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Earth Power Hardware

The Rise of Small Nuclear Plants 490

Posted by kdawson
from the small-neutrons-a-specialty dept.
ColdWetDog writes "The Oil Drum (one of the best sites to discuss the technical details of the Macondo Blowout) is typically focused on ramifications of petroleum use, and in particular the Peak Oil theory. They run short guest articles from time to time on various aspects of energy use and policies. Today they have an interesting article on small nuclear reactors with a refreshing amount of technical detail concerning their construction, use, and fueling. The author's major thesis: 'Pick up almost any book about nuclear energy and you will find that the prevailing wisdom is that nuclear plants must be very large in order to be competitive. This assumption is widely accepted, but, if its roots are understood, it can be effectively challenged. Recently, however, a growing body of plant designers, utility companies, government agencies, and financial players are recognizing that smaller plants can take advantage of greater opportunities to apply lessons learned, take advantage of the engineering and tooling savings possible with higher numbers of units, and better meet customer needs in terms of capacity additions and financing. The resulting systems are a welcome addition to the nuclear power plant menu, which has previously been limited to one size — extra large.'"
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The Rise of Small Nuclear Plants

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  • Small nukes (Score:2, Insightful)

    Great for pumping stations and desalination plants... probably the cheapest way.

  • This is good. (Score:3, Interesting)

    by elucido (870205) * on Tuesday July 20, 2010 @05:10PM (#32971440)

    Nuclear energy is probably the best chance we have are breaking our addiction to oil. Nuclear energy is also relatively clean. I don't know why the government doesn't just fund the development of a bunch of nuclear power plants and put them on the coast or on the ocean somewhere. We could generate enough power to power the entire country, not to mention we could probably put hundreds of thousands of nuclear power plants in the desert.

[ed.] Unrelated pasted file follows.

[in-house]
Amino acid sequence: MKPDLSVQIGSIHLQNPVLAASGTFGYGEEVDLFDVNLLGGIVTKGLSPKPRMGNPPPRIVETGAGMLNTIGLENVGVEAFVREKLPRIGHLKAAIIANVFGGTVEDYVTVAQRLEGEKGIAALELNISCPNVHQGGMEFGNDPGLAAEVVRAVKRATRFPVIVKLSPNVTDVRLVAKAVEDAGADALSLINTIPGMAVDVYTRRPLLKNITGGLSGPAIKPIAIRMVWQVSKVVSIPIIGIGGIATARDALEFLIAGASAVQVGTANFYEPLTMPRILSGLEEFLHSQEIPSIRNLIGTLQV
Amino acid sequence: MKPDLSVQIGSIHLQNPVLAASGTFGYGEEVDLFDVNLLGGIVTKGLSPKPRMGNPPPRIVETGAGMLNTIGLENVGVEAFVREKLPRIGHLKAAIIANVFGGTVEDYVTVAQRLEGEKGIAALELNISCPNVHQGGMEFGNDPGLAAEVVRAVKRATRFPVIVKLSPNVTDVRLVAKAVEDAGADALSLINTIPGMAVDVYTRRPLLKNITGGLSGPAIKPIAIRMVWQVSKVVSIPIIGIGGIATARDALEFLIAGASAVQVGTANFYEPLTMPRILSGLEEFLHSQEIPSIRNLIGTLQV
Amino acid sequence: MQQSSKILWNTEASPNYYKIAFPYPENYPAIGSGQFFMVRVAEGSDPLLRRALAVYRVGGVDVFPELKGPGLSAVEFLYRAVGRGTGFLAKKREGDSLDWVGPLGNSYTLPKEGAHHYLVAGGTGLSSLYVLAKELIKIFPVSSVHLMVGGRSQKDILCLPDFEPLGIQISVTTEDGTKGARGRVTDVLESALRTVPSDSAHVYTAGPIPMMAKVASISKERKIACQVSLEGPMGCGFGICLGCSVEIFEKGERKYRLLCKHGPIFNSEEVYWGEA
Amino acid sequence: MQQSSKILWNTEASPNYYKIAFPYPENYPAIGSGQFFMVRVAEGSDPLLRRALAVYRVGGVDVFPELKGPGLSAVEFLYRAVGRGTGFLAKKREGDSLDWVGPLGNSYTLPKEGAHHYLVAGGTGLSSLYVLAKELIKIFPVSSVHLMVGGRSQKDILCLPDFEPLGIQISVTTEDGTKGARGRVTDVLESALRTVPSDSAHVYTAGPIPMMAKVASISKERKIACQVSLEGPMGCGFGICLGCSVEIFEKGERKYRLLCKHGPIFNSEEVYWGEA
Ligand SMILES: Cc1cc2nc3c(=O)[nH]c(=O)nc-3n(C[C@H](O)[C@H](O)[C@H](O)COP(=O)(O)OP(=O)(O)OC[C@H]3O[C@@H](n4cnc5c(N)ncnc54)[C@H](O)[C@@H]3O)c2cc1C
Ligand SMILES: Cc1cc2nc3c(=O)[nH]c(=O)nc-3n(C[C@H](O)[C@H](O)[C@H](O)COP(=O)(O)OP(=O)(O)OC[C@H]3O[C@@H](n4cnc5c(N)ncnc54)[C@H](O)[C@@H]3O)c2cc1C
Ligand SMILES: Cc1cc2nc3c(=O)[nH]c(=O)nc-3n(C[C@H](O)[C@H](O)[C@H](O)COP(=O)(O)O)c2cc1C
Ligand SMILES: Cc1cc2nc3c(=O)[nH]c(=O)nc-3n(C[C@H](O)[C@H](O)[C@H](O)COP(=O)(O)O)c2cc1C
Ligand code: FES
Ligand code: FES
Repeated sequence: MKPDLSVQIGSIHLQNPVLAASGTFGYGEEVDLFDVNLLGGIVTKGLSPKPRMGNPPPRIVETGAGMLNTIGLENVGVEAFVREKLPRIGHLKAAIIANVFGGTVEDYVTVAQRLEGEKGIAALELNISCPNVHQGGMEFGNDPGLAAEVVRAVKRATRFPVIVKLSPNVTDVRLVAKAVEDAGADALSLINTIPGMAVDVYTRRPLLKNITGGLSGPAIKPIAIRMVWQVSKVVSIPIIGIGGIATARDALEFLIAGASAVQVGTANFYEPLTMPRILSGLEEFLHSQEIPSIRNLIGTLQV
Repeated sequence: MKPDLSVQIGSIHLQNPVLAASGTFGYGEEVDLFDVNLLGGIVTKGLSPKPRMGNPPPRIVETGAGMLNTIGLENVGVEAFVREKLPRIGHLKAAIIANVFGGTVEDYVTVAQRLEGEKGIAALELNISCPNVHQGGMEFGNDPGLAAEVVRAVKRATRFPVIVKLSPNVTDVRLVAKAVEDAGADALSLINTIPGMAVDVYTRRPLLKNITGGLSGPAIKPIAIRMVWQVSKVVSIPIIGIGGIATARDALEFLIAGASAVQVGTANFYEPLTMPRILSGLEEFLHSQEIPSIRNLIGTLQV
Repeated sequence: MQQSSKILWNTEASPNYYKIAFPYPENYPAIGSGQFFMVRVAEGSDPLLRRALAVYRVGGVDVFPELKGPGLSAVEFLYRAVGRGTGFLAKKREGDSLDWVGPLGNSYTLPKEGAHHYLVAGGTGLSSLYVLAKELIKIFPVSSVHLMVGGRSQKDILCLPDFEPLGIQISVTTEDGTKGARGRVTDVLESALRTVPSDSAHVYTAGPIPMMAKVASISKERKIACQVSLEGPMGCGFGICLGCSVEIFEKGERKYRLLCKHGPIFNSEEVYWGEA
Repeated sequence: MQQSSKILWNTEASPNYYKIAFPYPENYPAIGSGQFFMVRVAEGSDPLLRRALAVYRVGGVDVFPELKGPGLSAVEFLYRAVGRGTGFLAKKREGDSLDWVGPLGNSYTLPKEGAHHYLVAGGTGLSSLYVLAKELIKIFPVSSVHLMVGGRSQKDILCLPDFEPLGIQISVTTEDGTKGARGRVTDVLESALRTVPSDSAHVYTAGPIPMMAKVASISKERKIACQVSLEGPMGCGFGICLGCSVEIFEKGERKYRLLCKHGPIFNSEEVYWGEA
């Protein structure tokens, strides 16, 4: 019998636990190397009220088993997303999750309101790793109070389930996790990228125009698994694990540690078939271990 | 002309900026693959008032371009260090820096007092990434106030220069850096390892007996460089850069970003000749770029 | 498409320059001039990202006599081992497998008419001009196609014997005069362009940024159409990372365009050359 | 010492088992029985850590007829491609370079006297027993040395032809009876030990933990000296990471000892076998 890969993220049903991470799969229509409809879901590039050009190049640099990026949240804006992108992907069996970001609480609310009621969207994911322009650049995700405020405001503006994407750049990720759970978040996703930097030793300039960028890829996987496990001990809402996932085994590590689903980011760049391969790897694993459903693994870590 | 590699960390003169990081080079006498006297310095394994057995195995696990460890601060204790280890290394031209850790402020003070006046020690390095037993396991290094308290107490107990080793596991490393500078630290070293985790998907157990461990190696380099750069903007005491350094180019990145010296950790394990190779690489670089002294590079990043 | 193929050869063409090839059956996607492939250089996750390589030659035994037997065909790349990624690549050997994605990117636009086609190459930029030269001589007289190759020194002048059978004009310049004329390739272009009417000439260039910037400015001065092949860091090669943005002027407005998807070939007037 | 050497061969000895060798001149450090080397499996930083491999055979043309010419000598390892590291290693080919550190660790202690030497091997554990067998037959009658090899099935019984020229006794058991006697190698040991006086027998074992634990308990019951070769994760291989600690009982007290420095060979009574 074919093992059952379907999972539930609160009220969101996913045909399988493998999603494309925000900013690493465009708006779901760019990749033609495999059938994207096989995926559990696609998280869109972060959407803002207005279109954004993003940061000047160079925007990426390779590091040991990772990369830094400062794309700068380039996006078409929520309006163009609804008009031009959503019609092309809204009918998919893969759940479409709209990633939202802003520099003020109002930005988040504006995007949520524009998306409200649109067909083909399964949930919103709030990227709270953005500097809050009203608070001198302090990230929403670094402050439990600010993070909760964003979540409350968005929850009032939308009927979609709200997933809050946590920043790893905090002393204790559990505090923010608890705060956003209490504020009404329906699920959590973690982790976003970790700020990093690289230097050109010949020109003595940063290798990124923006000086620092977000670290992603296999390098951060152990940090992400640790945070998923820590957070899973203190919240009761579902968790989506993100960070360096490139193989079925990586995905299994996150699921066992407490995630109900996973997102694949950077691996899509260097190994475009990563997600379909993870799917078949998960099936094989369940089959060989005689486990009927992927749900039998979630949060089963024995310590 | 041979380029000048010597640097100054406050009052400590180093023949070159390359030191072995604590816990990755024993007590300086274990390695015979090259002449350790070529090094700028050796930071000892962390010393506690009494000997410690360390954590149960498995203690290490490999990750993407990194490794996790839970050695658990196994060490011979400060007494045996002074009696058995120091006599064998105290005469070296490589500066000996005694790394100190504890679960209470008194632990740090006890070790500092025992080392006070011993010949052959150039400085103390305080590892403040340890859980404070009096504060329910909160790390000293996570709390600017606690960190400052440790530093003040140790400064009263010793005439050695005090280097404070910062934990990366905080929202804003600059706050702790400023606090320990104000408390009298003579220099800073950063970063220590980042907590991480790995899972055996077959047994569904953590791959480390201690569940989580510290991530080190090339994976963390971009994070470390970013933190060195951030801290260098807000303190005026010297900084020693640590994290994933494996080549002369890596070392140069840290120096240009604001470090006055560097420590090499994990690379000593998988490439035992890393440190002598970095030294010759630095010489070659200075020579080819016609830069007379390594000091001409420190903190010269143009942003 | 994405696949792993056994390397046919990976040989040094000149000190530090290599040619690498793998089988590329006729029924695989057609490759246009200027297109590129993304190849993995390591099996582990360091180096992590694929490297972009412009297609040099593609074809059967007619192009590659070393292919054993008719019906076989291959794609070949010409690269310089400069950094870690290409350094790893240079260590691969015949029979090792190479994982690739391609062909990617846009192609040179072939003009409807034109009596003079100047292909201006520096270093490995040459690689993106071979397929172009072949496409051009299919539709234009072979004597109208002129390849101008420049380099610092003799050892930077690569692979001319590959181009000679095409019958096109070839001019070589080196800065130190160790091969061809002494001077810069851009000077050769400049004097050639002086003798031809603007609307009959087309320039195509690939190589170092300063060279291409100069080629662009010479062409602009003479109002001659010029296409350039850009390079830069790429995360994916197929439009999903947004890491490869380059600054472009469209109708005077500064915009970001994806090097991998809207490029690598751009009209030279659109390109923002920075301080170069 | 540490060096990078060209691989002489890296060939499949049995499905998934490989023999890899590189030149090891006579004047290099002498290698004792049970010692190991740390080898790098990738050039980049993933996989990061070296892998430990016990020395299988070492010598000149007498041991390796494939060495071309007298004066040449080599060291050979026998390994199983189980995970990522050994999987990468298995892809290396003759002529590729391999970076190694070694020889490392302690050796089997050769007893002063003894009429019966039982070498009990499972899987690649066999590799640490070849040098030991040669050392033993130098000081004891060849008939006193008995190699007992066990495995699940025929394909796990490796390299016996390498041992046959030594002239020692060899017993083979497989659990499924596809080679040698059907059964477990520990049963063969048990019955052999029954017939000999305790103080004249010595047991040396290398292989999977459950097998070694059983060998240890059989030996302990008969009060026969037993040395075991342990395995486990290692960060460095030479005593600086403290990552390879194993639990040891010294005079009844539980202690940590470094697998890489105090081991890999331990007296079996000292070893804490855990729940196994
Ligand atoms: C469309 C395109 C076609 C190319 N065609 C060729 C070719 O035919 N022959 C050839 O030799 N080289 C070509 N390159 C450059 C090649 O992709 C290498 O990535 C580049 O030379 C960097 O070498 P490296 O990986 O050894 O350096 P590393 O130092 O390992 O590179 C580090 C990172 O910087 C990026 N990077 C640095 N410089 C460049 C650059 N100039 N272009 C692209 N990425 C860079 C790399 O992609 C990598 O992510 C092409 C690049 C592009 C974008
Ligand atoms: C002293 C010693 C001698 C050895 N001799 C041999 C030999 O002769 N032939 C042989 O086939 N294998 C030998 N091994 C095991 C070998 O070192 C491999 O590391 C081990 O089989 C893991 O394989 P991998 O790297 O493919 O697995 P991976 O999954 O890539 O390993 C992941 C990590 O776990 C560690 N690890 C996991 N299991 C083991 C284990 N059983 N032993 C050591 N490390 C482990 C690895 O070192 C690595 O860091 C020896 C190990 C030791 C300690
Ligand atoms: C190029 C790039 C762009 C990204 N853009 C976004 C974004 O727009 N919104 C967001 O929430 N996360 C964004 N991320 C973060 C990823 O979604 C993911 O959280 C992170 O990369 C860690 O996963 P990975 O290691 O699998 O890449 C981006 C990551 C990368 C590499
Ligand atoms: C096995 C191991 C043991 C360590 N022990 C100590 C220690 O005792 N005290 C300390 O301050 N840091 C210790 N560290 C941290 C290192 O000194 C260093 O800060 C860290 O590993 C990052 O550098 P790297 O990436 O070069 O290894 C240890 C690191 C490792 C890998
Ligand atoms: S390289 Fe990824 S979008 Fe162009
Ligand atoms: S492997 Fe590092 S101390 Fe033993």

• put them all over as the power grid is not setup for having a lot of power in one place.

      • by spazdor (902907) on Tuesday July 20, 2010 @05:40PM (#32971804)

        I can't imagine investing in a national nuclear infrastructure without also overhauling the distribution grid.

        • by toastar (573882) on Tuesday July 20, 2010 @06:24PM (#32972292)

          I can't imagine investing in a national nuclear infrastructure without also overhauling the distribution grid.

          did no one RTFA?
          Oh yeah this is slashdot.

          The idea is as Coal Plants get decommissioned you can use most of the same equipment, Which I assume means the same generators. Which make the nuke plants cheaper then overhauling the coal plant.

          • Re: (Score:3, Insightful)

            by Nadaka (224565)

            You can reuse the steam turbines and electric generators with solar thermal power plants as well.

            • Re: (Score:3, Funny)

              by toastar (573882)

              You can reuse the steam turbines and electric generators with solar thermal power plants as well.

              Haven't you ever played sim city? You can't replace a Coal Plant with Just one solar plant.

              A solar plant with the same foot print as the coal plant might get 50 Mwatts, Where the coal plant it's replacing is usually around 500 Mwatts.

              Whereas most nuke plants are like 1000-2500 Mwatts.

    • Re: (Score:2, Insightful)

      by ickleberry (864871)
      There is no one fix to this problem. For the past 100 years or so oil was an all you can drink buffet but now the end is in sight. There is talk of a Peak Uranium which may already have passed. Nuclear has its uses as a reliable base load but its not the one great solution that will solve all our energy problems.

      Solar, wind, geothermal, pumped storage all have their place but really the national grid should be designed to better accomodate micro-generation and 'unreliable' generators like wind turbines -
      • Re:This is good. (Score:5, Insightful)

        by h4rr4r (612664) on Tuesday July 20, 2010 @05:29PM (#32971648)

        Peak Uranium? So then we move to thorium, or get uranium out of the sea, or burn our spent fuel. This is a solvable issue.

        • Re: (Score:3, Insightful)

          by Animaether (411575)

          Although I agree in general that nuclear is the way to go for the short and mid-term (and switched electricity providers to one that offers 'red' electricity (as opposed to 'green'), your statement..

          Peak Uranium? So then we move to thorium, or get uranium out of the sea, or burn our spent fuel. This is a solvable issue.

          ..could be applied to people's stance on oil as well:
          "Peak Oil? So then we move to natural gas, or get the oil out of shale, or recover oil from plastics. This is a solvable issue."

          • Re: (Score:3, Informative)

            by GooberToo (74388)

            Except, given the *current stock* of nuclear fuels, we have enough to power the world for at least the next couple thousand years. That's not to say we currently have the reactors to burn that fuel; nonetheless the fuel supply is plentiful.

            Its one thing to say "peak uranium", its quite another thing to say, "peak nuclear fuel". The first may or may not be true. Many suspect its not. The later is most definitely is not true.